En los libros se alzan los nombres de los reyes.
¿Arrastraron los reyes los bloques de piedra?
Y la tantas veces destruida Babilonia,
¿Quién la construyó una y otra vez? ¿En qué casas
De Lima que irradian oro vivían los obreros que construyen?
¿A dónde fueron por la tarde los albañiles al dar por terminada
La gran muralla china? La gran Roma
Está llena de arcos de triunfo. ¿Sobre quiénes
Triunfaron los césares? ¿Tenía Bizancio, tantas veces cantada,
Sólo palacios para sus habitantes? Lo mismo en la fabulosa Atlántida,
Que igual rugía la noche en que se la tragó el mar.
Los que se ahogaron aullaban reclamando esclavos.
El joven Alejandro conquistó la India.
¿Él solo?
César abatió a los galos.
¿No tenía siquiera un cocinero consigo?
Felipe de España lloró, mientras su flota
Se hundía. ¿No lloró acaso nadie?
Federico II venció en la Guerra de Siete años. ¿Quién
Ganó fuera de él?
Cada página una victoria.
¿Quién cocinó el festín de la victoria?
Cada diez años un gran hombre.
¿Quién pagó la cuenta?

Tantas actas,
Tantas preguntas.
(© Traducción de Juan Carlos Villavicencio)
(fuente: Descontexto)

(Quelle: Fragen eines lesenden Arbeiters)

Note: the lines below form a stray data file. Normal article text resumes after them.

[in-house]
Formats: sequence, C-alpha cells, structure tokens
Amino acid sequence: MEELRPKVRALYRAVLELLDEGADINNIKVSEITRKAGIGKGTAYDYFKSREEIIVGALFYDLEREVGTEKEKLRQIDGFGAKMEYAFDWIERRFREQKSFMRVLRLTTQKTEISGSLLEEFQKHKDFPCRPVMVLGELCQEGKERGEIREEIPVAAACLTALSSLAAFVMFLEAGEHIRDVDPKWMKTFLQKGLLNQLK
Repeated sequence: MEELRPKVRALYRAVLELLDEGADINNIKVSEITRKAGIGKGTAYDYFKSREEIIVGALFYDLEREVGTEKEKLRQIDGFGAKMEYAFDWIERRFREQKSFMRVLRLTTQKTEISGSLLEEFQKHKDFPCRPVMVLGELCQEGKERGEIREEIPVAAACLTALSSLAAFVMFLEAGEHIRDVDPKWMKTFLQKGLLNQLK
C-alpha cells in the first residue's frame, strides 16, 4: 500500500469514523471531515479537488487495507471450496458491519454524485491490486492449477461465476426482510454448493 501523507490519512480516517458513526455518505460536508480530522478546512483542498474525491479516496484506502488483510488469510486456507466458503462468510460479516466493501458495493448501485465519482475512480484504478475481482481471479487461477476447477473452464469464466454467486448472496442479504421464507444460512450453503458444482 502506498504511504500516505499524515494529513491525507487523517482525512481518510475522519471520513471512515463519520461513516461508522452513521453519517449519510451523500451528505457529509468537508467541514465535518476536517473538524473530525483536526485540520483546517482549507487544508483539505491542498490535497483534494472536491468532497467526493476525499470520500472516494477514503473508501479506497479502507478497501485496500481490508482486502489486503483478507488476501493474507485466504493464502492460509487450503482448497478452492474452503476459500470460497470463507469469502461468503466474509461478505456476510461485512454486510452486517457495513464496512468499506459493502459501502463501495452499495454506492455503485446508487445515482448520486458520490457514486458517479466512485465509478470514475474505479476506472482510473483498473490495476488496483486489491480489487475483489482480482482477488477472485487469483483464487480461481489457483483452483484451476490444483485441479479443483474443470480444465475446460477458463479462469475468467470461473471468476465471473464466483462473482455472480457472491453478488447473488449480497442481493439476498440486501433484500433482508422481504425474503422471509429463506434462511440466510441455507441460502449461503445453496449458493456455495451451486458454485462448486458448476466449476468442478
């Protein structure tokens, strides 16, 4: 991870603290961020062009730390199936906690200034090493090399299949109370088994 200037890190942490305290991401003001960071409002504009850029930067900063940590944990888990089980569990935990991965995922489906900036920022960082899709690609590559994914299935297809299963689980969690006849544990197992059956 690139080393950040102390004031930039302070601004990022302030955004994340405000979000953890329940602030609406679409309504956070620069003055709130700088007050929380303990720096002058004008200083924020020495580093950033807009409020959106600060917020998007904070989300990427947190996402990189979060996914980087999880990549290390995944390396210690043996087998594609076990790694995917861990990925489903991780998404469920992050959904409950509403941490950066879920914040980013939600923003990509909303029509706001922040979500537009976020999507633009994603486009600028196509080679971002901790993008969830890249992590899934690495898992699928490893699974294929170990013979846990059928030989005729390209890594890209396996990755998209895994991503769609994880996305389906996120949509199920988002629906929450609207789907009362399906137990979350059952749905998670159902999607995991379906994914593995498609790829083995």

no copyright infringement intended

Questions from A Worker Who Reads

Who built Thebes of the seven gates?
In the books you will find the name of kings.
Did the kings haul up the lumps of rock?
And Babylon, many times demolished.
Who raised it up so many times? In what houses
Of gold-glittering Lima did the builders live?
Where, the evening that the Wall of China was finished
Did the masons go? Great Rome
Is full of triumphal arches. Who erected them? Over whom
Did the Caesars triumph? Had Byzantium, much praised in song,
Only palaces for its inhabitants? Even in fabled Atlantis
The night the ocean engulfed it
The drowning still bawled for their slaves.

The young Alexander conquered India.
Was he alone?
Caesar beat the Gauls.
Did he not have even a cook with him?
Philip of Spain wept when his armada
Went down. Was he the only one to weep?
Frederick the Second won the Seven Years' War. Who
Else won it?

Every page a victory.
Who cooked the feast for the victors?
Every ten years a great man.
Who paid the bill?

So many reports.
So many questions.
(© translated by Michael Hamburger)

(Bertolt Brecht)

(Juan Carlos Villavicencio)

(Michael Hamburger)

Labels: , ,

Michael Hamburger

Michael Hamburger
(source: biblio-list)
no copyright infringement intended

born in Berlin in a Jewish family that emigrated to UK in 1933 and settled in London; known for his English renderings of German poetry (Hölderlin, Celan, Brecht, among others), while his original poetry (created in English) became known more due to its German rendering (by the Austrian Peter Waterhouse); so it goes; anyway, his well deserved reputation as a translator brought injustice to the connaissance of his own poems; he was also a noted literary critic, memoirist, and academic.

(A Life in Books)

(German and Nordic Literature)